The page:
New Haven Basilica
Nomination, H.I. Feldman Prize
The original mission of the Catholic Church, from its Greek word catholicus, universal, was to negotiate and unite the dispersed Christian cultures. The church’s original agenda was to capture and manipulate existing public space in order to assert its place within the community. This operation linked the notion of the sacred with the notion of space. The Roman Basilica, a recognizable public building, transformed into the symbolizing archetype for the Catholic Church-- a sacred space with clearly defined directionality and movement. The critique of the church in this project is represented through a reversal of this process. The mat building surrounding the sacred spaces, recaptures the church and by that reveals the interdependency between the church and the public.
The Catholic Church has always dealt with the crisis of representing the ineffable and the project seeks to answer how this is pertinent within today’s urban paradigm. The project’s site, located between two incompatible rationalities, acts as what Marc Auge defines as a Non-Place, a space with an unattainable narrative. Thus, the site becomes perfect ground for the project that seeks for the ineffable. The site is located between two clear structures of reason, the dominant New Haven nine-square grid based on ideal planning proportions of Solomon's temple and the peripheral non-linear grid of Wooster square driven by its contextual boundaries. As the site has not revealed an attitude towards which neighborhood it belongs, it is located in a space of ambivalence. Due to that fact, the site becomes fertile ground for a homogeneous mat building type which is inherently self-driven with an internal organization and growth structure spreading outwards towards the site limits.
Sacred space is produced via an interruption of this rational homogeneity. The symbolism of the church has traditionally been achieved using an unpredictable/figural mass and juxtaposing it to an otherwise homogenous and predictable context, I.E the displaced church/plaza as an interruption of regular space. Our reinterpretation of the church is achieved through a similar process. The introduction of irrational heterogeneous space (the church) as an interruption to the highly rational mat building typology (the apartment building). The mat buildings offers homogeny and the possibility of continuity while reserving clear structure and reason. Through the juxtaposition of regular against irregular, the intuitive against the rational, the project negotiates the idealistic notion of democracy as seen with a non-hierarchical building type and the ideological notion of sacrality associated with intuition and the irrational.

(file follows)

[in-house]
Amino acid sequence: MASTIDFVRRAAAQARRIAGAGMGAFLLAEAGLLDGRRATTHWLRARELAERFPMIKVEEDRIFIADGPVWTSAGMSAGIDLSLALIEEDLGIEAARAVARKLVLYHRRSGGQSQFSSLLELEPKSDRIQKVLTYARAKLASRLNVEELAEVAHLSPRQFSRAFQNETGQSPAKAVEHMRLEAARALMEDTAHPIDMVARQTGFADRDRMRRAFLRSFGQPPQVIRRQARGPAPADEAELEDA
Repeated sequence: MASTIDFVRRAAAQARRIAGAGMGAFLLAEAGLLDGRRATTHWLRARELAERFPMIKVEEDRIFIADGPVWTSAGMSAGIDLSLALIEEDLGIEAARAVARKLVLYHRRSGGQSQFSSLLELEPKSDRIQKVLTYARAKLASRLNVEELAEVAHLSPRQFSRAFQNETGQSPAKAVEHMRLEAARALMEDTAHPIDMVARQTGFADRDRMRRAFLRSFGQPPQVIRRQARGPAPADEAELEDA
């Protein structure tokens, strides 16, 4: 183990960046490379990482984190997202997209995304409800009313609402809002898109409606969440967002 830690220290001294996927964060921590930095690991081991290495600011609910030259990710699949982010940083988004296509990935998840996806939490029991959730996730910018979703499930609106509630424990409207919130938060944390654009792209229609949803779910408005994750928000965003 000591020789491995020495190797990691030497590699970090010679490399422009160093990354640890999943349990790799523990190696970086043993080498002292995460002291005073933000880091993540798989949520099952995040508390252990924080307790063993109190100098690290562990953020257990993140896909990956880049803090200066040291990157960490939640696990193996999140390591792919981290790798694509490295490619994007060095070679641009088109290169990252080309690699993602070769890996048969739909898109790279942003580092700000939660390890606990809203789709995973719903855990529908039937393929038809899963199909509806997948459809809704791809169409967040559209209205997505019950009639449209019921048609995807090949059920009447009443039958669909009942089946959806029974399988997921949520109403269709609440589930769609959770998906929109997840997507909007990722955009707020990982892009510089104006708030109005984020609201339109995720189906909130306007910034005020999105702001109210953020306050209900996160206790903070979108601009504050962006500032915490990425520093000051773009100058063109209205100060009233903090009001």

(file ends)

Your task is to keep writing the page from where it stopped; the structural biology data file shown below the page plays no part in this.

Advanced Design Studio: Wood
Gabon, a coastal African country located on the equator and 80% covered in rainforests, is highly informed by water. However, the country suffers from a general disregard of water as an important recourse. With no real country-wide sewer system, 67% of Gabonese lack modern sanitation facilities and 12% lack access to clean drinking water. Gabon needs a new direction for how it manages water infrastructure. This system should not merely be a continuation of the standard western model of isolated infrastructure; it has the opportunity to become visibly integrated into people’s daily urban and ecological lives.
The proposed site for the first of these interventions in the capital city of Libreville would be located at the bottom of a large water shed area in a location that allows for easy access to the economic and governmental buildings along the Boulevard Triumphal, the surrounding housing neighborhoods, and the country’s main university. This plant can then become an asset for the adjacent neighborhood in other ways, combining the utilitarian functions of water purification with social programs that can feed off the byproducts of the plant’s processes like laundromats, pools, restrooms, car washes, cafeterias, bars, meeting rooms, media labs, auditoriums and galleries.
Because of its arrangement into a vertically stacked system, this new water treatment plant and community center would become the tallest structure in Gabon establishing itself as an unavoidably visible statement about the importance and potential of water and water management for the future of Gabon as a developed country.